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Ben Jones
Ben Jones, UK Lawyer
Category: Employment Law
Satisfied Customers: 50170
Experience:  Qualified Employment Solicitor
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The company that i work been bought out by another

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The company that i work for has been bought out by another company, but still trading under the original company name.Without telling me they have changed my rate of pay but i have a contract of employment stating my rate of pay,also they have cancelled my pension and started another without asking me,can they do this without consulting myself ?
Hello, my name is***** am a qualified lawyer and it is my pleasure to assist you with your question today. How long have you worked there for (including time prior to transfer)?
Customer: replied 2 years ago.
Hi Ben
I have worked for the company for 27 months ?
Were you told that TUPE applies to the transfer?
Customer: replied 2 years ago.
Nobody told me anything,i did'nt even know that the company was being taken over until it had happened ?
Customer: replied 2 years ago.
The new company have been paying me my original rate of pay for the last two months and then three weeks ago they just dropped my rate of pay ?no consulting nothing !
ok thanks let me get my response ready and I will get back to you on here
just one more question - do you know when they were bought out how it happened - did they buy the shares of the old company?
Customer: replied 2 years ago.
I would'nt know for sure,all that i know is that they bought the company out and carried on trading under the same name !
Customer: replied 2 years ago.
all that i know is that they are trading under the old company name and paying me through the new company ?
Your rights will depend on how the purchase was made. If this was a takeover of the assets and goodwill (not shares) then a law known as TUPE will apply. If TUPE applies to a transfer, those employees assigned to the transferring business will move to the new employer on their existing terms and conditions. Simply put, the new employer will 'step into the shoes' of their old employer and the employees should continue working for the new employer as if nothing had changed. The above is the ideal outcome, although post-transfer difficulties may often arise. For example, the new employer may wish to try and change some of the incoming employees’ terms and conditions. However, under Regulation 4(4) of TUPE any such changes are automatically void, unless the employer can show they were in no way connected to the transfer or if they were necessary for an economic, technical or organisational reason (ETO reason) subject to employee agreement or the terms of the contract permitting the change. Some employers may try and justify changes by arguing that they are needed due to harmonisation and therefore rely on an ETO reason. However, Government guidance and case law has restricted the application of harmonisation as a genuine reason to amend a person's terms of employment. I do not see it being a valid reason here. It is for the employer to prove that a proposed change is permissible under TUPE and if there are concerns that the changes cannot be made, this can be challenged by raising a formal grievance first and then considering making a claim in an employment tribunal. This is your basic legal position. I have more detailed advice for you in terms of the steps you need to take if you are to take the matter further, which I wish to discuss so please take a second to leave a positive rating for the service so far (by selecting 3, 4 or 5 stars) and I can continue with that and answer any further questions you may have. Don’t worry, leaving a rating will not close the question and we can continue this discussion. Thank you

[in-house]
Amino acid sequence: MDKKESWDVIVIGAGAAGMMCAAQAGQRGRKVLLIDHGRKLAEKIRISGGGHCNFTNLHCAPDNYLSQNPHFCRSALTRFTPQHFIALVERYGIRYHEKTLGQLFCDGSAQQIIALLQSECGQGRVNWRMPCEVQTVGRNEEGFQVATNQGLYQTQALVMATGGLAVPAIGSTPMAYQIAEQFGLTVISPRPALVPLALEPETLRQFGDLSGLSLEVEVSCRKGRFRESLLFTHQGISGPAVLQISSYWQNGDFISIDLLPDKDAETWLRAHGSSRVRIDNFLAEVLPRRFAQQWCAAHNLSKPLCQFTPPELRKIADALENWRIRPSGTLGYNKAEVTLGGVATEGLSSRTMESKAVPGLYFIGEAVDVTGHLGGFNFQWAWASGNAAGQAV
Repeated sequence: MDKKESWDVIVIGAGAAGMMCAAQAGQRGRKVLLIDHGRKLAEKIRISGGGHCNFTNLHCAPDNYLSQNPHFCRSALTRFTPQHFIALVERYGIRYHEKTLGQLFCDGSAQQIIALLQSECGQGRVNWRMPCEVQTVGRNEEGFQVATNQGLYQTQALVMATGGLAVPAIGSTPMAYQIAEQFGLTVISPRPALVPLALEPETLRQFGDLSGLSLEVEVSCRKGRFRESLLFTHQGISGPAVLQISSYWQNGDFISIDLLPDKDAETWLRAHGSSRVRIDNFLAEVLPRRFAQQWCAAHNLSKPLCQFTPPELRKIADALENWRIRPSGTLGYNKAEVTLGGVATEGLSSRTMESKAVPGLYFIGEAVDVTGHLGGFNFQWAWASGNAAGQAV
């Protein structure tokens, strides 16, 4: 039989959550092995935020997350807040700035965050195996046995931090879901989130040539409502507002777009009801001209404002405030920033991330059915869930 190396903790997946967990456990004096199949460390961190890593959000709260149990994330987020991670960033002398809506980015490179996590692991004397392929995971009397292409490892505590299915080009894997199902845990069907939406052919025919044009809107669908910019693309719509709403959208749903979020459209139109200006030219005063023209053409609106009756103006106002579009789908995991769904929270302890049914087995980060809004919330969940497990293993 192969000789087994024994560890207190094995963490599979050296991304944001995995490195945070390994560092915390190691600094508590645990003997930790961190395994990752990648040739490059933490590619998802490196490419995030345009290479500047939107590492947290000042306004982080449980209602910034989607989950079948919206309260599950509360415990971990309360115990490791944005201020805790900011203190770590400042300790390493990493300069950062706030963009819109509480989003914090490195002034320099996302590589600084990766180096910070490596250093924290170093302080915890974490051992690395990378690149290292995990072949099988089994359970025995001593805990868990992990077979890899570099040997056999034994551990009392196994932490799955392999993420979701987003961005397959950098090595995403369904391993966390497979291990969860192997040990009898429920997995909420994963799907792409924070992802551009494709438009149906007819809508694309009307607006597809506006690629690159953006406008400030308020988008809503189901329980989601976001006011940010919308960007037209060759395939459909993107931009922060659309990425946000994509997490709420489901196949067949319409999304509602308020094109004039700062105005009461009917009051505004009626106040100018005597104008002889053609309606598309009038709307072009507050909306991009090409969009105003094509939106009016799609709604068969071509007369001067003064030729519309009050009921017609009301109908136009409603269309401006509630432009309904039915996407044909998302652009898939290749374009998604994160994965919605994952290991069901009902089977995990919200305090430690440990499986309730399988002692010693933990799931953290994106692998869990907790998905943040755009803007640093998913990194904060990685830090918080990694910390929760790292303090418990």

Ben Jones and other Employment Law Specialists are ready to help you
Thank you. There are a couple of options. First you can try pursuing this as a breach of contract or deduction of wages. In order to try and resolve this, the employer should be contacted in writing, advised that this is being treated as unlawful deduction of wages and ask them to pay back the money within 7 days. Advise them that if they fail to pay the money that is owed, legal proceedings could follow. If the employer does not return the money as requested, the following options are available:1. Employment Tribunal - the time limit to claim is only 3 months from the date the deductions were made. To make the claim, form ET1 needs to be completed and submitted - you can find it here: County Court – this is an alternative way to claim and the advantage is that the time limit is a much longer 6 years and is usually used if you are out of time to claim in the Tribunal. The claim can be made online by going to: ***** ***** by warning the employer you are aware of your rights and are not going to hesitate taking further action they will be prompted to reconsider their position and work towards resolving this. If the situation is not resolved your only option is to resign and claim constructive dismissal.